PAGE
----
Air New Zealand has announced a profit before unusuals and tax of NZ$109 million for the six month period ending 31 December 2006, an increase of 35% ($28m) on the poor performance in the same period last year. Net profit was $74 million, up 61% ($28m), and higher yields contributed to a 12% increase in operating revenue. Based on the airlines improved profitability and outlook, the Board has increased the interim dividend to 3 cents per share, or $32 million.
Air New Zealand Chairman John Palmer said the airlines progress in the first six months of the year was pleasing in the face of significant challenges like high fuel prices, a weaker New Zealand dollar and intense competition from other destinations.
All our key metrics including yield, passenger numbers, revenue, profitability and share price are up, despite significant external pressures, Mr Palmer said.
Jet fuel continued to be the companys most significant cost. The average price of fuel was up 13% over the last year, and 55% over the same period two years ago.
Mr Palmer said that in 2003 the airline embarked on a substantial $2.6 billion capital investment programme. Subsequent to this, it sought to strengthen its balance sheet through a capital raising to shareholders.
With this current cycle of fleet investment coming to an end, no jet aircraft arriving until 2010, and strong gearing position of 46.7%, the airline is now in a position to return some cash to shareholders.
Although the operating environment is still very challenging, we feel confident now about the ability to release some of the cash holdings from the balance sheet, he said.
With that in mind, a review of our current medium-term financial and cash projections has prompted the Board to declare a special dividend of $105 million, or 10 cents per share, said Mr Palmer.
The record date for the interim and special dividends is the 13th of March 2007.
Mr Palmer said that despite the encouraging performance, the airlines returns were still below their potential.
The Boards view is that we are not yet achieving the levels of performance we consider appropriate to properly reward shareholders for the capital employed and associated investment risk, Mr Palmer said.
Chief Executive Rob Fyfe said it was important to consider Air New Zealands performance over the past six months within a wider context.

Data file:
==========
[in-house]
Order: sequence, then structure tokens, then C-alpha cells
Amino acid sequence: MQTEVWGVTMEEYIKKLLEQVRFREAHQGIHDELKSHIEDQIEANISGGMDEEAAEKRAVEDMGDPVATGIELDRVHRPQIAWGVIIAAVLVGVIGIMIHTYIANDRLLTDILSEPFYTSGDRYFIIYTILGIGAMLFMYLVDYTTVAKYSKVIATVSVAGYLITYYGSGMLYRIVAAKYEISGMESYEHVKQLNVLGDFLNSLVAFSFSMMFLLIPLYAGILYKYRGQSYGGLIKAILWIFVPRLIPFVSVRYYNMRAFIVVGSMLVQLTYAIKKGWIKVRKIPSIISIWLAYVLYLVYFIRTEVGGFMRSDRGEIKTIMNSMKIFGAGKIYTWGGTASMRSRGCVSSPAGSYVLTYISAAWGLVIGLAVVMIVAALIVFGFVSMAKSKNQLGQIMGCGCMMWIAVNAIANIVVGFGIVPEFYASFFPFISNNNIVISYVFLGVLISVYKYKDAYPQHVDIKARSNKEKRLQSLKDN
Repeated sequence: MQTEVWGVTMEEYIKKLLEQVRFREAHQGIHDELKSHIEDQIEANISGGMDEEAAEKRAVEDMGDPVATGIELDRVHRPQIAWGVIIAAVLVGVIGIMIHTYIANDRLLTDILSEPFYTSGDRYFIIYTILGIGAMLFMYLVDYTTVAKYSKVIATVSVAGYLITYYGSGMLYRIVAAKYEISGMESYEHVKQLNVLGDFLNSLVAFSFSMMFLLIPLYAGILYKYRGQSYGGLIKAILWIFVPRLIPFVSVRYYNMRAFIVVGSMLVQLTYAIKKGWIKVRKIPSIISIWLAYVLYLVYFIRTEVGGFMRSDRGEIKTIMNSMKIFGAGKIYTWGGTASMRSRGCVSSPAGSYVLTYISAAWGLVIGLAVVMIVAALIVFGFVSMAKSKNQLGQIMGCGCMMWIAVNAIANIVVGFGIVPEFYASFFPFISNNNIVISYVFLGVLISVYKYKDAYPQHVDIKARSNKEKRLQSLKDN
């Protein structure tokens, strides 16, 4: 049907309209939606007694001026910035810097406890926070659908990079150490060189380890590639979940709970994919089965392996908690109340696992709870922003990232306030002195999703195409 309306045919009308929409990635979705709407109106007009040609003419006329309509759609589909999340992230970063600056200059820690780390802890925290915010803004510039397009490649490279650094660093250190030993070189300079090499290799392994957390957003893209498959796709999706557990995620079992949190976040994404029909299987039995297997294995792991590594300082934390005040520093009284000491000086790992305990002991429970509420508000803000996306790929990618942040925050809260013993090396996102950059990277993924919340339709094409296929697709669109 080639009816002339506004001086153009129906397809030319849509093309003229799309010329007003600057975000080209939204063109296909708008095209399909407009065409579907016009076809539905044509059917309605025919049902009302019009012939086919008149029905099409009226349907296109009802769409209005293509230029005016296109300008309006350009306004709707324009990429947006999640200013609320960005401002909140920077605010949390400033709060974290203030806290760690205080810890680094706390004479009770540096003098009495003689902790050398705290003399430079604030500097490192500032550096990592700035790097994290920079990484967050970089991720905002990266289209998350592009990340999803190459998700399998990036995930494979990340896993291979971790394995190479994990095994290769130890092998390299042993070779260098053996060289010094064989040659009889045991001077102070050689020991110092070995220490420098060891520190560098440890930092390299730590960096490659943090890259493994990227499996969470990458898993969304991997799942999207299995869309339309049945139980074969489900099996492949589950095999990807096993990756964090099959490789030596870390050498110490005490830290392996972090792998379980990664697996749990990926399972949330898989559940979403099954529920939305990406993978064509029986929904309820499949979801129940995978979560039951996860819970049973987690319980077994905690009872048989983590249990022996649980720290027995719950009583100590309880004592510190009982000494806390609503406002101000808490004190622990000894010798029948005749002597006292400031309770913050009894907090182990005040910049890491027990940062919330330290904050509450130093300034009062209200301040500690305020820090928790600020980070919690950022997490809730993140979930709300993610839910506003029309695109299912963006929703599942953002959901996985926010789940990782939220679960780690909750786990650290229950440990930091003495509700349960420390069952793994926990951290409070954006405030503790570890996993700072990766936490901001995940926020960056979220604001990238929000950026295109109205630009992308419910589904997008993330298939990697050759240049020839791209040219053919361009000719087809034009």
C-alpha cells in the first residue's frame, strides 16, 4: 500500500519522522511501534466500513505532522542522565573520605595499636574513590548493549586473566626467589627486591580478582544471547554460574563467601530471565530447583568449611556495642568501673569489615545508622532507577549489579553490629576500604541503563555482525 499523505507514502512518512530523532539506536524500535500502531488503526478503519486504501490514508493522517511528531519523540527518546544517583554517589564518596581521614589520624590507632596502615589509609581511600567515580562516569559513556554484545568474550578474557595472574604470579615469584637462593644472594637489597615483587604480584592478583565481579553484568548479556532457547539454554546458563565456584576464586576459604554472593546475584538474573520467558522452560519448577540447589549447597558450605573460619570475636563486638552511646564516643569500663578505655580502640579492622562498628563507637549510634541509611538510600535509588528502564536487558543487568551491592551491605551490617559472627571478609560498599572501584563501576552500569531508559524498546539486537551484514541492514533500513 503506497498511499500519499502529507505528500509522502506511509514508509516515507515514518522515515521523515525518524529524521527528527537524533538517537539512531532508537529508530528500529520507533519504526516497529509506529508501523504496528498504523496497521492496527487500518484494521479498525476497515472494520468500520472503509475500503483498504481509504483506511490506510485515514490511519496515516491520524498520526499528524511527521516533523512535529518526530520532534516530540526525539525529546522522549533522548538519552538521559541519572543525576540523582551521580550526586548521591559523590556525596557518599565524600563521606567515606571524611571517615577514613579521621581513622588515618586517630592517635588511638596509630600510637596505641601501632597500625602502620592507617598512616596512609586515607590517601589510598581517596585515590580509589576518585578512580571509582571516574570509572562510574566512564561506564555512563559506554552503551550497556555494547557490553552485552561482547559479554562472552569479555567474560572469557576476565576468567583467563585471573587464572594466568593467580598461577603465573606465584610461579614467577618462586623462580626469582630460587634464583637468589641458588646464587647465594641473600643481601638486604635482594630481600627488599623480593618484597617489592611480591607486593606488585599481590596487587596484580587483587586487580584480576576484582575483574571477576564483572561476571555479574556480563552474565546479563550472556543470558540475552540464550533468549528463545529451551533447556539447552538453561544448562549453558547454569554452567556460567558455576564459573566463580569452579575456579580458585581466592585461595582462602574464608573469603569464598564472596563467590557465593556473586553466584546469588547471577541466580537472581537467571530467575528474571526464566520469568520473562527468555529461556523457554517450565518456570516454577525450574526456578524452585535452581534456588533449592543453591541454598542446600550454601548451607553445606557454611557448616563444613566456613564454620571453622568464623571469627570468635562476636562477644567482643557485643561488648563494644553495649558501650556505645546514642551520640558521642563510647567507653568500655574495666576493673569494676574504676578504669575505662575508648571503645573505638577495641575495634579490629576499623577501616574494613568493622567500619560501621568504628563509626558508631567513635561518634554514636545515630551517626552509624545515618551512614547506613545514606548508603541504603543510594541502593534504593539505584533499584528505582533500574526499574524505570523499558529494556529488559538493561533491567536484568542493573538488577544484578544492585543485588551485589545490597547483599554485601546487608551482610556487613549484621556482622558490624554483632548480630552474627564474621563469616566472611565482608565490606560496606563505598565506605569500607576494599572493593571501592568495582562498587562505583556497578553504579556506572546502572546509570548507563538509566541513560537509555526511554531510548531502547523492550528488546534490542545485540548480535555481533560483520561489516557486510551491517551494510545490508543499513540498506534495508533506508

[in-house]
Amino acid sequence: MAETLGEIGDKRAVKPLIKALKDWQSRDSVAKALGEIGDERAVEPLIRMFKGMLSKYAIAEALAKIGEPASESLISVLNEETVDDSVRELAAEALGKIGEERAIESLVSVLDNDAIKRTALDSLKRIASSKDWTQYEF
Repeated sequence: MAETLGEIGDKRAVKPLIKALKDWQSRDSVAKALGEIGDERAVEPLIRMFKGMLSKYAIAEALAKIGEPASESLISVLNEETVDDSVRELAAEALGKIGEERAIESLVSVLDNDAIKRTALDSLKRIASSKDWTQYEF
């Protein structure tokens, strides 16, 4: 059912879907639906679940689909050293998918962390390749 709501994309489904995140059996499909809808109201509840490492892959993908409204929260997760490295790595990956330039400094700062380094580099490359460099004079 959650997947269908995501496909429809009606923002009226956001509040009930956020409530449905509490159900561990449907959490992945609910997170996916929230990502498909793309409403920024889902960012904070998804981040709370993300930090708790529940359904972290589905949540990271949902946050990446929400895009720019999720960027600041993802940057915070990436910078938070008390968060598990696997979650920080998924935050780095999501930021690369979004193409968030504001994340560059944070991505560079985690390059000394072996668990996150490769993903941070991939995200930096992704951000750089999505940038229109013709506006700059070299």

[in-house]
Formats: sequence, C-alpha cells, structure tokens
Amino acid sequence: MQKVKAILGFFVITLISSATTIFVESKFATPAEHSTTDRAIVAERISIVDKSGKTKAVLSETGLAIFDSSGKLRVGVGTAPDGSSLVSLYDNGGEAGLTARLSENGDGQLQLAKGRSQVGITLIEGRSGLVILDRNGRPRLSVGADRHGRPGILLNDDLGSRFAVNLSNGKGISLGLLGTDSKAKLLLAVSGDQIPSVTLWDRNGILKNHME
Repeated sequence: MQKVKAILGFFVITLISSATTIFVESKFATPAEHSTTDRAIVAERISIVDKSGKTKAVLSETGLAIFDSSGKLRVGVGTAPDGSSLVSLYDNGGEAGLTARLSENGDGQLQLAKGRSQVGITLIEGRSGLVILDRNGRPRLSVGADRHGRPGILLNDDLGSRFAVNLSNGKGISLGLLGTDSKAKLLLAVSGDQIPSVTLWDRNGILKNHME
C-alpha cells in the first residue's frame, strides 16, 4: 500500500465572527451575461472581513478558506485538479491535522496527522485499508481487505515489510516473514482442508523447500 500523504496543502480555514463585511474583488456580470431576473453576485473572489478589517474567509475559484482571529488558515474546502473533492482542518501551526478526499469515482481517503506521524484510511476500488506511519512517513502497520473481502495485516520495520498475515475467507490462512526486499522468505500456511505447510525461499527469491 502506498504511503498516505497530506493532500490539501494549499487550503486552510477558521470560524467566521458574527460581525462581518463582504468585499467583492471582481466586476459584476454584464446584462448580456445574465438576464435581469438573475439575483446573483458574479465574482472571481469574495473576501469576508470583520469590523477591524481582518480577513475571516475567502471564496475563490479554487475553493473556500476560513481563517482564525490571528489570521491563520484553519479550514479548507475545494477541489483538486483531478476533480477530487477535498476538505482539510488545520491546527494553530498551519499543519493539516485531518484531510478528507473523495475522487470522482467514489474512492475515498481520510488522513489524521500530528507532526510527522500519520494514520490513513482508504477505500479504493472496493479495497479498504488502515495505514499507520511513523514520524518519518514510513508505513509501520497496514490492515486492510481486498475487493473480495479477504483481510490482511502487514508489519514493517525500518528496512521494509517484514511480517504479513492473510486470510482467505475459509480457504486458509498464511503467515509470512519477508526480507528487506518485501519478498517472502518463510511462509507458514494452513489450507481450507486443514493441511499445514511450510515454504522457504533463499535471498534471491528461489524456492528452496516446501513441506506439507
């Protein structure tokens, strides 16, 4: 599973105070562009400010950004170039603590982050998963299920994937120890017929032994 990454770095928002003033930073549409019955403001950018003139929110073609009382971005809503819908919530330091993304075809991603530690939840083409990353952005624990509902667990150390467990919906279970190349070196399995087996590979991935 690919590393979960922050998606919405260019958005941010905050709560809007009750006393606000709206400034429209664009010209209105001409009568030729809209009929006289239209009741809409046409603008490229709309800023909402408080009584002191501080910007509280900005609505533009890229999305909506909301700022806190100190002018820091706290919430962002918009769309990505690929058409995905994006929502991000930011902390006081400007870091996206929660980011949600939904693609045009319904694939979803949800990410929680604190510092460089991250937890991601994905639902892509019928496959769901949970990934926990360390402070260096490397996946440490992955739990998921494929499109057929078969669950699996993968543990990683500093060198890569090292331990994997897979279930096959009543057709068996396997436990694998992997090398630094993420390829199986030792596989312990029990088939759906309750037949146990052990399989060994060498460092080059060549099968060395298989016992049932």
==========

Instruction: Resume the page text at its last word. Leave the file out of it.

We are confident in our strategic direction and will continue to drive the changes we need to ensure the airline is world class in everything it does, Mr Fyfe said.
As a niche player, we will only achieve these standards by transforming our airline into one that is nimble, flexible and innovative, able to successfully compete in a demanding operating environment.
Mr Fyfe said priorities for the business over the next six months included clarifying the future operating model for Airport Services, growing the domestic business, consolidating Air New Zealands position on the Tasman and stimulating demand for the new Vancouver service, which will launch in November.
We will also continue to simplify and reduce costs.
Over the past six months Air New Zealand has achieved additional cost savings of $63 million and is on track to achieve targeted cost savings of $130 million for the full year.
This is the final year of our four-year cost saving programme, which originally targeted savings of $245 million per annum once fully implemented. By the end of this programme we will have posted over $326 million in annualised savings, well up on our original target.
Mr Fyfe said it was critical for both New Zealand and Air New Zealand to have a cohesive national tourism strategy in place. The airline was working collaboratively with the tourism industry but acknowledged there was still much work to be done.
Air New Zealand carries more than 4.5 million passengers internationally each year. We must be world-class in all aspects of our business - online, on board and onshore if we are to assist New Zealand to achieve its full potential.
Air New Zealand has continued to improve its market disclosures with the addition of monthly passenger yield movements and have carried on publishing its hedge book and other relevant information.
This has given the market an up-to-date view of how the company is performing. Analysts active in covering the company currently expect profit before unusuals and tax of between $204 and $232 million for the 2007 year. We note that the level of disclosure has allowed analysts to form a realistic expectation of the companys performance for the current year, Mr Palmer said.
Operating revenue rose 12% to $2,135 million with group passenger yields up 10.7%. Short-haul passenger revenue has increased 11% to $1,019 million with yields also up 8.9%. Long-haul passenger revenue increased 13% to $695 million, with yields up 12.7%. Cargo revenue up 20% due to the increased capacity offered by the new 777 and higher cargo yields. Additional cost savings of $63 million achieved, on track to achieve targeted cost savings of $130 million. Gearing as at 31 December 2006 is 46.7% at the lower end of our target range of 45 to 55%. Cash holdings remain above $1 billion despite repaying $140 million of debt early.